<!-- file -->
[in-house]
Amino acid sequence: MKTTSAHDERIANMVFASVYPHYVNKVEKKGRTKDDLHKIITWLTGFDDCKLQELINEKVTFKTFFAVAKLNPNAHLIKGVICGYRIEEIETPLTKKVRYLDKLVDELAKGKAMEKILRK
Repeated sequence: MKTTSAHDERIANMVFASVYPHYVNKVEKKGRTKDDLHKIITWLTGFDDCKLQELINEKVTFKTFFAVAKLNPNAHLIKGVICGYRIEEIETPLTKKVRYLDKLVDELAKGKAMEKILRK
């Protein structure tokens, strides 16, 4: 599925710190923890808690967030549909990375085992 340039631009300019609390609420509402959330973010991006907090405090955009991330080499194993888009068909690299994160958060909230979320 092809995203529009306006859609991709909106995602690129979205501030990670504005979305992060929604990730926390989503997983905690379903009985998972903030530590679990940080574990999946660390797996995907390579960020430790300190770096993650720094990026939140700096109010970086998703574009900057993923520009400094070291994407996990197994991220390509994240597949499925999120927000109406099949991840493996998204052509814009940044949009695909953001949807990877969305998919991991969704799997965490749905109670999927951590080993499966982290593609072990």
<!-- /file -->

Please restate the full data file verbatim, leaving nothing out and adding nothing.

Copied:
[in-house]
Amino acid sequence: MKTTSAHDERIANMVFASVYPHYVNKVEKKGRTKDDLHKIITWLTGFDDCKLQELINEKVTFKTFFAVAKLNPNAHLIKGVICGYRIEEIETPLTKKVRYLDKLVDELAKGKAMEKILRK
Repeated sequence: MKTTSAHDERIANMVFASVYPHYVNKVEKKGRTKDDLHKIITWLTGFDDCKLQELINEKVTFKTFFAVAKLNPNAHLIKGVICGYRIEEIETPLTKKVRYLDKLVDELAKGKAMEKILRK
């Protein structure tokens, strides 16, 4: 599925710190923890808690967030549909990375085992 340039631009300019609390609420509402959330973010991006907090405090955009991330080499194993888009068909690299994160958060909230979320 092809995203529009306006859609991709909106995602690129979205501030990670504005979305992060929604990730926390989503997983905690379903009985998972903030530590679990940080574990999946660390797996995907390579960020430790300190770096993650720094990026939140700096109010970086998703574009900057993923520009400094070291994407996990197994991220390509994240597949499925999120927000109406099949991840493996998204052509814009940044949009695909953001949807990877969305998919991991969704799997965490749905109670999927951590080993499966982290593609072990």